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The convention credentials committee voted unanimously to restore the voting privileges at the behest of Barack Obama, the party's presumptive nominee for president. The states were initially stripped of delegates for holding primaries before Feb. 5. The party's rules committee restored the delegates in May, but gave them only half votes.
Democrats hope the gesture will strengthen their standing in two important battleground states while ending a contentious chapter of the nominating process.
The ever-shortening primary calendar has already claimed victims in past elections. In 2000, John McCain scored early wins in New Hampshire and Michigan, but then was quickly overwhelmed by George W. Bush, who had more money and a larger organization. In 2004, Howard Dean, who entered the primary season with what looked like Big Mo', had little time to recover from a disappointing performance in the Iowa caucuses and his infamous "scream," allowing John Kerry to coast to the nomination.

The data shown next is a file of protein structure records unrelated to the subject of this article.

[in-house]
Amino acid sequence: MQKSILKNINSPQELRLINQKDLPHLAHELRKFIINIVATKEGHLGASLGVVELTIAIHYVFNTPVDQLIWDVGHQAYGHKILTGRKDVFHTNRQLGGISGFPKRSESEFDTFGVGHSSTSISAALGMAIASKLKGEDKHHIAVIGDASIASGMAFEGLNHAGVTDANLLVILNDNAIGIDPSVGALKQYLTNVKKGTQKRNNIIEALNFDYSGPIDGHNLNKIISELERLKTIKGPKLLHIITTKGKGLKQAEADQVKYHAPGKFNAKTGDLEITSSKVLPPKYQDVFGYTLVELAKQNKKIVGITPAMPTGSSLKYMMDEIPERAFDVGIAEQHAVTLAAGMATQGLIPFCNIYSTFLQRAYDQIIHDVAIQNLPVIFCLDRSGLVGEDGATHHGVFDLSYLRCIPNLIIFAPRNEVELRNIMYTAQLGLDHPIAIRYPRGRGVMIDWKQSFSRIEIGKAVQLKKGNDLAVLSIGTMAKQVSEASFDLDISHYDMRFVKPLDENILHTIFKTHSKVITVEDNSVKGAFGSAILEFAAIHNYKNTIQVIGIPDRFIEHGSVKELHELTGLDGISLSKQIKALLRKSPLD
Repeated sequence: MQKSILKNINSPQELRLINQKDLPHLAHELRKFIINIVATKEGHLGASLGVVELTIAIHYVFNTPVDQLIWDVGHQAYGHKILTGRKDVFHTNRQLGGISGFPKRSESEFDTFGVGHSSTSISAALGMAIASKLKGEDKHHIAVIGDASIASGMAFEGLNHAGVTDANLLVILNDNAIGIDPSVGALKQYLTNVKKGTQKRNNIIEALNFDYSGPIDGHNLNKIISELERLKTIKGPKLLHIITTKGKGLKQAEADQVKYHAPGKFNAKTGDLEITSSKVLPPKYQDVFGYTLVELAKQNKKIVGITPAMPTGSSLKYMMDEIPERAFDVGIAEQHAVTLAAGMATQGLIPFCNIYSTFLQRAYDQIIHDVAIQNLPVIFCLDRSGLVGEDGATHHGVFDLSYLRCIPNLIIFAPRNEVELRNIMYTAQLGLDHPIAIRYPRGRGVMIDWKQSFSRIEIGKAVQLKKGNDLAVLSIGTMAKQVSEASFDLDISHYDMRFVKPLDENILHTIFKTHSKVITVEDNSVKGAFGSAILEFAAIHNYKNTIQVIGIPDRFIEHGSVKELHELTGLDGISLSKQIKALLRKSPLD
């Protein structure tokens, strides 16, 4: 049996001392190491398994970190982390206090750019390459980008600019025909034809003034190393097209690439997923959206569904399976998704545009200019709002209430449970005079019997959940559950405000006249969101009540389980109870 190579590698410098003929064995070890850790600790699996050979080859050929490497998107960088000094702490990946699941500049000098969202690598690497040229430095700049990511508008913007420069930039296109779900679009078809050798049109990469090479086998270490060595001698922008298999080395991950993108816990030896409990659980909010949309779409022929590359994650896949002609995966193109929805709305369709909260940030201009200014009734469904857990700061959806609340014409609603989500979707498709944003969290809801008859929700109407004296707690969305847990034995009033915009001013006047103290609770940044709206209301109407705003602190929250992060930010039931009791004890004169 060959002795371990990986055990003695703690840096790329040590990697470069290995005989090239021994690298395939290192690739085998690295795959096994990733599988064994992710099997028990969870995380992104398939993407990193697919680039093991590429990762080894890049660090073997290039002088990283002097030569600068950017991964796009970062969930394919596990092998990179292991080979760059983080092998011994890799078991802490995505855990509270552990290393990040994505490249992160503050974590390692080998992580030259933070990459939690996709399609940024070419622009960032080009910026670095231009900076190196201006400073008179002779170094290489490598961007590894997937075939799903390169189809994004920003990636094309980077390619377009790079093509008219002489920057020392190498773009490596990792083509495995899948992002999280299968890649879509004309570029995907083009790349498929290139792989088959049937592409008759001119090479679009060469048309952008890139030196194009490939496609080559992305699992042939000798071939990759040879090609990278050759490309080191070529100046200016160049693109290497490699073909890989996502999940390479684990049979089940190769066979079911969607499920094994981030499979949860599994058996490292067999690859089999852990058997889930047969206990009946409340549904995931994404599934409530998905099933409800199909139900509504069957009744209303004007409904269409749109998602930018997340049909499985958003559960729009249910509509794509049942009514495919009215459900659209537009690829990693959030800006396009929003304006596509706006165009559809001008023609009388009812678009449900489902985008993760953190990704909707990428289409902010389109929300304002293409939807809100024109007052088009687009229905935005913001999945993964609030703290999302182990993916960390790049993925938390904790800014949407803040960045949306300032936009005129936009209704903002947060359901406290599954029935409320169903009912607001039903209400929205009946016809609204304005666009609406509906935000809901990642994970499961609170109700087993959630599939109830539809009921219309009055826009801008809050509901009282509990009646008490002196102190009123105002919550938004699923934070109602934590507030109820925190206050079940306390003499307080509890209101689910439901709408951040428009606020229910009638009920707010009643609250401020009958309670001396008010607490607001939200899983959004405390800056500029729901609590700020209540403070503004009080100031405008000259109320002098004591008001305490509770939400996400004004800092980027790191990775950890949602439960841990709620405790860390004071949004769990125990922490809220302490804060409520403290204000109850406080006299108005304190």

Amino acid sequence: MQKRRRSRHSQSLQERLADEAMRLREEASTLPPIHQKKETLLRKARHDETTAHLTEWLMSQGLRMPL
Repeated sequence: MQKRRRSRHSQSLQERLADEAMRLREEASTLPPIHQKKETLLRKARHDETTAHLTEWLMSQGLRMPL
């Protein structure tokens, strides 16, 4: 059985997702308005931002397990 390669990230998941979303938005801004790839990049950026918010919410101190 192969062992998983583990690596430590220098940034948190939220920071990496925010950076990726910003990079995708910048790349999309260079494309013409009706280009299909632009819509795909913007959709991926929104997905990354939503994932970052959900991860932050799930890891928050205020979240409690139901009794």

While wins in New Hampshire and Iowa can give a candidate plenty of free media, these days that may not be enough to overcome a well-prepared, well-moneyed campaign that has had ads and organization in place for months in all the states with Feb. 5 contests. The wave that Big Mo' requires would not have time to build.